When school reopened this week, everyone looked a bit despondent but I felt that they shouldn't be. Immediately after announcing the budget, the Government gave all my classmates a big bonus by restricting the list of universities with recognized law degrees by 8. Many argued that the impact to my batch would be minimal as students currently studying in those Universities would not be impacted.

On the whole, I think it bodes well for my classmates as firms begin to form rational expectations about a crunch in lawyer supply in the future and ramp up hiring for the present. But this is just the amateur economist in me talking.

c) Consolidated my portfolio for the new year.

On the financial front, I have finally decided to break my portfolio down into three parts so that it can be managed separately. Currently my 31-counter portfolio breakdown is Equity/REITS/Business Trusts at a ratio of 30%/40%/30%.

My overall yields last year did not meet expectations as it ended at about 7.2% but it's still a decent figure which paid my mortgages, school fees and family expenses. This year, I'm ramping up my yields to my desired 8%. I think the weaker SGD may help in this regard.

Overall portfolio went up about 3%  in spite of minimal reinvestment of my dividends.

d) Why I feel like I am GIC or Temasek. 

I'd just like to share one final thought about the politics of employing reserves to create an inclusive society.

Just like Temasek or GIC, I struggle with my finances in spite of the margin of safety that I have built for myself. If I were to employ half of my capital gains since I left the workforce, I would not have to struggle with kopitiam yong tao fu everyday because my hefty law school fees would be resolved at the snap of my finger. It also does not help that I have recently installed Carousell on my Android phone and have been hunting for vintage RPGs and Avalon Hill War games.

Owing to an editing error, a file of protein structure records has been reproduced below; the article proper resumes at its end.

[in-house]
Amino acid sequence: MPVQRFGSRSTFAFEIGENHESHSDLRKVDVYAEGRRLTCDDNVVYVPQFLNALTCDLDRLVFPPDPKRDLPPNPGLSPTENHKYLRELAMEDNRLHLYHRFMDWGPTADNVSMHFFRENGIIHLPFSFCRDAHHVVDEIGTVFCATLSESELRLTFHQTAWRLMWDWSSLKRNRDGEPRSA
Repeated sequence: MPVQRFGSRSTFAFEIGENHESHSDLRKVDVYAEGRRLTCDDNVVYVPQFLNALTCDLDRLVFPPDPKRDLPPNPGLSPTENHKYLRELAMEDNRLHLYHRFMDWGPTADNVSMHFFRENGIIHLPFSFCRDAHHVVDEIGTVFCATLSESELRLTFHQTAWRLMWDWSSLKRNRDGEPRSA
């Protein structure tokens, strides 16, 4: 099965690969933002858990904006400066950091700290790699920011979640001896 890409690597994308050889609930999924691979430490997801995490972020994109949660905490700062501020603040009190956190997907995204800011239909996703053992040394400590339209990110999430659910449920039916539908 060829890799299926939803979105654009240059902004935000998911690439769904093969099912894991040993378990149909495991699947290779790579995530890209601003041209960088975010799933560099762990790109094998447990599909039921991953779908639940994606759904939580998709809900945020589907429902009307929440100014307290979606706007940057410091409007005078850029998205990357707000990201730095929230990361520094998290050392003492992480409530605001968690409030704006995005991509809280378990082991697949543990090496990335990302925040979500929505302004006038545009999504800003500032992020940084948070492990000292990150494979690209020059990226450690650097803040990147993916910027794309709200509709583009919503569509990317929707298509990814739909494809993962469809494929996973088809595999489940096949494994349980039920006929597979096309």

I think fiscal prudence and frugality is an important part of Singapore's pioneering spirit which made us what we are today. Spending should not be a trivial case of opening the floodgates and then justifying to oneself that we can afford something or whether its sustainable over the long term.

There is value in thinking that money that is not spent can provide as much utility as money which was used to make lives better over the short term. With high reserves, currency raiders would think twice before attacking our economy. In the event of huge recession like that in 2009, permission from the President can be sought to unlock the reserves to help us recover faster.

Wealth is confidence, you don't need to spend it for it to make you feel good.

As such, while Tharman remains my favorite minister. I don't agree with the shift to the left even though we can afford it and it's sustainable because we've always been conservatively fiscally.

We should simply continue to be frugal and not allow that entitlement mentality to creep into this nation that we've been building for the past 50 years.

Monday, March 02, 2015

The problem with skills-based education.

One of the more populist changes made to the education is skills-based education.